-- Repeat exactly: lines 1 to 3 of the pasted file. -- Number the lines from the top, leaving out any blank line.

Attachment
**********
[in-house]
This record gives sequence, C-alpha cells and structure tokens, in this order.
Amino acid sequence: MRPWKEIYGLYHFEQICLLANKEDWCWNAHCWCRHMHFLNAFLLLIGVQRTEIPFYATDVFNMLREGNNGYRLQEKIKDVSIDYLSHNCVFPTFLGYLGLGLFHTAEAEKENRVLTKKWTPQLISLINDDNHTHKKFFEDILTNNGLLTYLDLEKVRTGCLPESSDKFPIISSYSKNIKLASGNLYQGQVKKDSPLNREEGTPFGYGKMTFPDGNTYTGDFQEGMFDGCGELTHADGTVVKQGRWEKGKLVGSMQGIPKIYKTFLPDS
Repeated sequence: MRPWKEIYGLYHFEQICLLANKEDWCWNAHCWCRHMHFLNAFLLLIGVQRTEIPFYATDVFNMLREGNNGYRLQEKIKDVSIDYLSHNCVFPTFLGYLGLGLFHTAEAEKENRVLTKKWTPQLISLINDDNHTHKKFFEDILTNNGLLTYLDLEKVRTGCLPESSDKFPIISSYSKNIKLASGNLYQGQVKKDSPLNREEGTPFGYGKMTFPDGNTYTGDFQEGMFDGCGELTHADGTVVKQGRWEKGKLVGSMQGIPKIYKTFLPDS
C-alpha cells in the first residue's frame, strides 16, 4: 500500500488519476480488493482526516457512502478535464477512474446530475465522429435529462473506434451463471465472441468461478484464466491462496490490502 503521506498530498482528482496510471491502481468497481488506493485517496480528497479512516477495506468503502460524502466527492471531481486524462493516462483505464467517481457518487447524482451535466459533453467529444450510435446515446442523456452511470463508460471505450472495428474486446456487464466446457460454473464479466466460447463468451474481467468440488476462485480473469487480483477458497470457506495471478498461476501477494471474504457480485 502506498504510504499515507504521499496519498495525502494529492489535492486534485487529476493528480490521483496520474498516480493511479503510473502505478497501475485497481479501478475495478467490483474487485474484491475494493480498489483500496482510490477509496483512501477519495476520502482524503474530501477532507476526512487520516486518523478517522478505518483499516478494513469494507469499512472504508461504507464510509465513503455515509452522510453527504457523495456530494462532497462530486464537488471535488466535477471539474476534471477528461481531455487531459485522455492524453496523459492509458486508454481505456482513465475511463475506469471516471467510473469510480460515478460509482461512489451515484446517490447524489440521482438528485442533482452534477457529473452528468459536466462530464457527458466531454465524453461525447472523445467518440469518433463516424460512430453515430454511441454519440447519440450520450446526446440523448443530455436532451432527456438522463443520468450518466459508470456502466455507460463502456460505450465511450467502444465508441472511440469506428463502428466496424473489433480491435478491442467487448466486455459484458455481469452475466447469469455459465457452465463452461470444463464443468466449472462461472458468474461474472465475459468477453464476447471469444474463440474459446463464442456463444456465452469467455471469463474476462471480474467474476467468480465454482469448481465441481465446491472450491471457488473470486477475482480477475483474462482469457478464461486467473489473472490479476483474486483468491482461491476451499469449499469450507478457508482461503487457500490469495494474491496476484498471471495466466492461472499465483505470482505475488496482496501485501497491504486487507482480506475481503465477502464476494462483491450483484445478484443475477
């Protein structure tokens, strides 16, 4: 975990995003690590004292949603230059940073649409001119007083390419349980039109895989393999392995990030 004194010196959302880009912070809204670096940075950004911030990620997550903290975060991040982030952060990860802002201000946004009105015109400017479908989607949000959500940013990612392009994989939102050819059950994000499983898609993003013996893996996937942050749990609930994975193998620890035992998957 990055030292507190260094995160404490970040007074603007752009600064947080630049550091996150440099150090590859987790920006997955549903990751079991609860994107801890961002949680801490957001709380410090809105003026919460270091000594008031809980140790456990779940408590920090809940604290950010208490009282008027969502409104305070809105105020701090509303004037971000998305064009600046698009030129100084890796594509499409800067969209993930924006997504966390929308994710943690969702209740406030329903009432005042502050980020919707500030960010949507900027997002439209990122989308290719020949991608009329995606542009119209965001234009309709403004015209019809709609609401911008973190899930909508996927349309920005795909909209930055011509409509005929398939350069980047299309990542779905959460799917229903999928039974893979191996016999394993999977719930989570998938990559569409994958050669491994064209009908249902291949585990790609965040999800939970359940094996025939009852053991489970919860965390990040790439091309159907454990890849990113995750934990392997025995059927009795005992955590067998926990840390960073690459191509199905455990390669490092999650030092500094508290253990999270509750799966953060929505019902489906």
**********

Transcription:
[in-house]
This record gives sequence, C-alpha cells and structure tokens, in this order.
Amino acid sequence: MRPWKEIYGLYHFEQICLLANKEDWCWNAHCWCRHMHFLNAFLLLIGVQRTEIPFYATDVFNMLREGNNGYRLQEKIKDVSIDYLSHNCVFPTFLGYLGLGLFHTAEAEKENRVLTKKWTPQLISLINDDNHTHKKFFEDILTNNGLLTYLDLEKVRTGCLPESSDKFPIISSYSKNIKLASGNLYQGQVKKDSPLNREEGTPFGYGKMTFPDGNTYTGDFQEGMFDGCGELTHADGTVVKQGRWEKGKLVGSMQGIPKIYKTFLPDS